Edmund Halley presented a new sort of thinking about the earth’s interior, radically different from the earlier Greek and Roman mythology of Subterranean worlds, or religious metaphysics like the Buddhist Agartha, concerning hollow earth. It was a serious attempt at scientific thinking, and in fact happens to be the first scientific hypothesis to draw on Newton’s revolutionary ideas (Standish 16). In 1721, Reverend Cotton Mather (the infamous clergyman of New England during the Salem Witchcraft Trials) supported Halley’s ideas and elaborated upon the hollow earth theory in The Christian Philosopher.
Also in 1721 was published the anonymous Relation d’un Voyage du Pole Arctique au Pole Antarctique par le centre du monde. In 1738 appeared Fieux de Mouhy’s Lamekis ou Les voyages extraordinaries d’un Egyptien dans la terre interieure. In 1742, Danish author Ludvig Baron von Holberg, published an early science-fiction story by the name of Journey to the World Under-Ground in which its protagonist Nicholas Klimius falls through a hole in the Earth and finds it hollow, and inside a central sun with a number of inhabited planets.
The inner shell of the Earth is also inhabited, and Klimius has a number of adventures on this plane. In 1821 was published Jacques Collin de Plancy’s Voyage au Centre de la Terre. Just prior to that, in 1820, an American writer under the pseudonym of Adam Seaborn published a fictional narrative of the hollow earth, “Symzonia: A Voyage of Discovery” in which Captain Seaborn, inspired by Symmes ideas, ventures into the south pole opening, where he finds a happy people inhabiting a utopian world. Incidentally, it was the first utopian novel by an American). This world has two suns and two moons, which are probably our own sun and moon reflected from the twin polar openings. It is very much possible that John Cleves Symmes himself was Adam Seaborn. (It goes without saying that Symzonia is named in honor of the Captain himself). The first comprehensive “non-fictional” account of the hollow earth theory, was “Symmes’ Theory of Concentric Spheres” published in 1826 by a follower of Symmes, James McBride.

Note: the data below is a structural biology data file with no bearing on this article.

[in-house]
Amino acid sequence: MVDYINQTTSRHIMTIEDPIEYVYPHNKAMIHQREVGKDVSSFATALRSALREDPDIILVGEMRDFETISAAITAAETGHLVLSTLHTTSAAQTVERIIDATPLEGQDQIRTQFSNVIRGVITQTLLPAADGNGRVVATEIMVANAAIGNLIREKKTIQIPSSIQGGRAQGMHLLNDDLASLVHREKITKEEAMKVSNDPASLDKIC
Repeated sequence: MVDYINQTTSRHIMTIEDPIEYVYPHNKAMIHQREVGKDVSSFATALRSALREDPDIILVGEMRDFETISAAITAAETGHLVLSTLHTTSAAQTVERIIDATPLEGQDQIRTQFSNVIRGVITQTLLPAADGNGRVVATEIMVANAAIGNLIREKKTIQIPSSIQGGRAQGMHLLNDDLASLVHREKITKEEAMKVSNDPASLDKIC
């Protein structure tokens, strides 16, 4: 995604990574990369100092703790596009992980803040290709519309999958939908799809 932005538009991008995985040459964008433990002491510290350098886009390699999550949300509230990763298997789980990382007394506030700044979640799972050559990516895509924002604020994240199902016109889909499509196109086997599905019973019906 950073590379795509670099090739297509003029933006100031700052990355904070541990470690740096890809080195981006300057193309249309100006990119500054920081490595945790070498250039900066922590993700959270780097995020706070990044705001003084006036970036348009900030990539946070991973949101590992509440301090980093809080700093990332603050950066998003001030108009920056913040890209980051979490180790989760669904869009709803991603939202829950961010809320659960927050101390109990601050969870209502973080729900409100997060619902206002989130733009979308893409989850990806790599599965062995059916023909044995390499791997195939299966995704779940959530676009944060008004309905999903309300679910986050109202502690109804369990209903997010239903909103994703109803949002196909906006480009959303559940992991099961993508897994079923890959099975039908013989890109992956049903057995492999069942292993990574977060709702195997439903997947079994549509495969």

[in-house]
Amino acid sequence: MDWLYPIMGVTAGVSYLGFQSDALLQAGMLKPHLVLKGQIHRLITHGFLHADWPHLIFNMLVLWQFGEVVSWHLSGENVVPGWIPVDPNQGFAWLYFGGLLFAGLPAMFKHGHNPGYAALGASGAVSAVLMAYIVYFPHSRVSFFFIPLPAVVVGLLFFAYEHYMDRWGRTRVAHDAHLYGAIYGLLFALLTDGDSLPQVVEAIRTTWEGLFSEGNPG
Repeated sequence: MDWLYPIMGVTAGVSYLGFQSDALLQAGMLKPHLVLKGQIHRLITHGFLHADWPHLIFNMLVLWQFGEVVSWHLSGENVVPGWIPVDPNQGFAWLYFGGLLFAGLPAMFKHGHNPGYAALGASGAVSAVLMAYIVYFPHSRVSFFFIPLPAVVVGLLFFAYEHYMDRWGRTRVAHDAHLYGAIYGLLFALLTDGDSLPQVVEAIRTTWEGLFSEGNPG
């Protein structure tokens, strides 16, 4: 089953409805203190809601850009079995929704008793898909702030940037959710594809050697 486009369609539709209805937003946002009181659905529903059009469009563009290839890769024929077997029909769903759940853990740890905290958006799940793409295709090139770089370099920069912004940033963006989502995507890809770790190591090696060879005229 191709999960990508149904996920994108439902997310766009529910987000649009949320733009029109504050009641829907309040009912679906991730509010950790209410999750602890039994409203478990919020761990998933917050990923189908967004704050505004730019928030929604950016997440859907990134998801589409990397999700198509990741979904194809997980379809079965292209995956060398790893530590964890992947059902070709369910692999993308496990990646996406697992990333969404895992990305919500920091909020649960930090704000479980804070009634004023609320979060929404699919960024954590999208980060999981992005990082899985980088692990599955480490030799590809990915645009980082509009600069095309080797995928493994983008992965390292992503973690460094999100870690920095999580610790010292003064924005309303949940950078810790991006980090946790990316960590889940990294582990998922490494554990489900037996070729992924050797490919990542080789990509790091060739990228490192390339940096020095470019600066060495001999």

According to McBride’s exposition, Symmes ideas owe significantly to Edmund Halley and his article on Magnetic Variations. However, it is very much possible that Symmes came across Halley’s work through Reverend Mather’s writings. Much later, in 1878, Americus Symmes, the son of the Captain would organize all the writings of his father and publish them under the title “Symmes’ Theory of Concentric Spheres: Demonstrating That the Earth is Hollow, Habitable Within, and Widely Open at the Poles. ”